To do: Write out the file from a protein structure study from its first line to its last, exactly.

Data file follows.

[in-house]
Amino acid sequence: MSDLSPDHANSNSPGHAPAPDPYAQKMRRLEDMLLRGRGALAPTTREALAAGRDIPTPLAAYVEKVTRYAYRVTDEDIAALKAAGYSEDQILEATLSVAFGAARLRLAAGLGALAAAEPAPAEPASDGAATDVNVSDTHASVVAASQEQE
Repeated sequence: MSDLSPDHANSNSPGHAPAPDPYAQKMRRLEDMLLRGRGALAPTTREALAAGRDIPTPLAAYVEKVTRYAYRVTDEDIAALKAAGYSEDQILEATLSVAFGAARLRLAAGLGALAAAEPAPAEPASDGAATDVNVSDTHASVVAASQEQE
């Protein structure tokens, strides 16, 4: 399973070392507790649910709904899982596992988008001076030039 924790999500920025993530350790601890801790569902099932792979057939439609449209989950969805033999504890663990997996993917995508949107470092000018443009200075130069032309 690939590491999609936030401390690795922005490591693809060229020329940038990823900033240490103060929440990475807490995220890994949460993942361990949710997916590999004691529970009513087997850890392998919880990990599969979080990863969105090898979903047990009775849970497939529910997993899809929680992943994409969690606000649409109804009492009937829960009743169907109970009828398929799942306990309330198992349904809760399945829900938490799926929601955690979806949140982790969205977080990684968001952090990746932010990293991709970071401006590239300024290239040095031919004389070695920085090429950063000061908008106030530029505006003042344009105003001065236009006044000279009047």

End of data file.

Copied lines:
[in-house]
Amino acid sequence: MSDLSPDHANSNSPGHAPAPDPYAQKMRRLEDMLLRGRGALAPTTREALAAGRDIPTPLAAYVEKVTRYAYRVTDEDIAALKAAGYSEDQILEATLSVAFGAARLRLAAGLGALAAAEPAPAEPASDGAATDVNVSDTHASVVAASQEQE
Repeated sequence: MSDLSPDHANSNSPGHAPAPDPYAQKMRRLEDMLLRGRGALAPTTREALAAGRDIPTPLAAYVEKVTRYAYRVTDEDIAALKAAGYSEDQILEATLSVAFGAARLRLAAGLGALAAAEPAPAEPASDGAATDVNVSDTHASVVAASQEQE
């Protein structure tokens, strides 16, 4: 399973070392507790649910709904899982596992988008001076030039 924790999500920025993530350790601890801790569902099932792979057939439609449209989950969805033999504890663990997996993917995508949107470092000018443009200075130069032309 690939590491999609936030401390690795922005490591693809060229020329940038990823900033240490103060929440990475807490995220890994949460993942361990949710997916590999004691529970009513087997850890392998919880990990599969979080990863969105090898979903047990009775849970497939529910997993899809929680992943994409969690606000649409109804009492009937829960009743169907109970009828398929799942306990309330198992349904809760399945829900938490799926929601955690979806949140982790969205977080990684968001952090990746932010990293991709970071401006590239300024290239040095031919004389070695920085090429950063000061908008106030530029505006003042344009105003001065236009006044000279009047």